The basics of coffee grading

There are a number of internationally recognised standards that coffee beans need to meet for export.

Green coffee beans are graded at their point of origin, according to standards set by that country. They are also required to meet a number of internationally recognised standards.

Some criteria for classification include: botanical variety, process, bean size, density and weight.

The grading language employed within each country varies, ranging from a simple 1, 2 or 3 to Fancy, Extra Fancy, AA, AB or AX.

Central American coffees are graded according to altitude – Strictly High Grown denotes plants grown at 1200 metres and higher, High Grown must be over 900m and Central Standard refers to coffees grown between 600 and 900 metres.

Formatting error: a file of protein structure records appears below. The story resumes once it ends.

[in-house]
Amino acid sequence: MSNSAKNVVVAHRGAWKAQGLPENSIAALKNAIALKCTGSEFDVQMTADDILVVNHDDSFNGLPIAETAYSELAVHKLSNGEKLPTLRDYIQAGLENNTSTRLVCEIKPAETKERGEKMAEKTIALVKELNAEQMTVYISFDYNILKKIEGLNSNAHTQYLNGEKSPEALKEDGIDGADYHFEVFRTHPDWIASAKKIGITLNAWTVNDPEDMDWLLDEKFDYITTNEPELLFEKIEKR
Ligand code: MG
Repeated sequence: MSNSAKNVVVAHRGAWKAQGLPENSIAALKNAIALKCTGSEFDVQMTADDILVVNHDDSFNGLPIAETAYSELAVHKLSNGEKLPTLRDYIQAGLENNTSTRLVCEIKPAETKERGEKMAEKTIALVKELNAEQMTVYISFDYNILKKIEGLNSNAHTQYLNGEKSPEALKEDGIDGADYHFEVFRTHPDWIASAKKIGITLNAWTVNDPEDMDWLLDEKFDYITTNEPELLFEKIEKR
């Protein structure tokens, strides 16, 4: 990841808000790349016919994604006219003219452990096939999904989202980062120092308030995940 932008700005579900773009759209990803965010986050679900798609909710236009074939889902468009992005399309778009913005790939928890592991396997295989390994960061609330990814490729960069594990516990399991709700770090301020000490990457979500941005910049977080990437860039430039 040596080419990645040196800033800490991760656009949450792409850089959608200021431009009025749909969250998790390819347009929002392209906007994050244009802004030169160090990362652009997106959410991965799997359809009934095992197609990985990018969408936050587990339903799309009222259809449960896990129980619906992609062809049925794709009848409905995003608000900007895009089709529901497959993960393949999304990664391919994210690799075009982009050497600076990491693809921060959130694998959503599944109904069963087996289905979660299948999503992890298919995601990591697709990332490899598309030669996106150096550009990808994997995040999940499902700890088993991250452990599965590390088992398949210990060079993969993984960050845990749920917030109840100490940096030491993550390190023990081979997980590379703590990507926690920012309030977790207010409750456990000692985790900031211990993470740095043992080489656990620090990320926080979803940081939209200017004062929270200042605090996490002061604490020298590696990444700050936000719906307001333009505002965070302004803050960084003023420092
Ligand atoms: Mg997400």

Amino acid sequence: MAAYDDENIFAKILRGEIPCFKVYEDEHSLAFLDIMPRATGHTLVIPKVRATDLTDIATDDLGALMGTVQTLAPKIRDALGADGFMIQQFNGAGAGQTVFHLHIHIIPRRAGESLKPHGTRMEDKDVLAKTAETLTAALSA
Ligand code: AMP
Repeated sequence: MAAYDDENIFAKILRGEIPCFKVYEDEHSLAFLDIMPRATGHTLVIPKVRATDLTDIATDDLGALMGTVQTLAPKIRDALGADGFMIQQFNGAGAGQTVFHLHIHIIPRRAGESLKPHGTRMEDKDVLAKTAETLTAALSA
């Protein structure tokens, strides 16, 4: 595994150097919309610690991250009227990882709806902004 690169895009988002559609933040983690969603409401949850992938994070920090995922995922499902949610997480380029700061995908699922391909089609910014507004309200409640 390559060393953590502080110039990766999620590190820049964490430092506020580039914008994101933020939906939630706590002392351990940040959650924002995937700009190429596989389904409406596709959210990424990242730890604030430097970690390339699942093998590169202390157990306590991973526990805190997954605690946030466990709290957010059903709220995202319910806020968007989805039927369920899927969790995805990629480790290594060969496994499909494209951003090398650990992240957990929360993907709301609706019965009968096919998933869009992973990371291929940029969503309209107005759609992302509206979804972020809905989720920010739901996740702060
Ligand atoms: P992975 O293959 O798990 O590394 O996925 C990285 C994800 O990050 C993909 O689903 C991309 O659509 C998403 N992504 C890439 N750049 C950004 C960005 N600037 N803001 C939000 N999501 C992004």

Coffee bags are often stamped with the name of the coffee growing area or origin of the beans, such as Mandheling or Mocha.

These areas can be as large as a state, so although this label can give you a broad idea of the style that this region generally produces and the flavours to expect, within each origin there can be significant variations in the consistency and quality.

single origins
A specific classification, a single origin will bear the name of the actual district or even the plantation in which the coffee was grown.

This provides the coffee buyer with a much greater understanding of the climate, soil and altitude in which the coffee was produced.

It also allows the coffee to be traced back to its grower which enables the coffee buyer and/or roaster to develop a direct relationship with the farmers themselves.

There can still be variations within a single origin, but consistency is far higher than within a broad origin/regionally produced bean.

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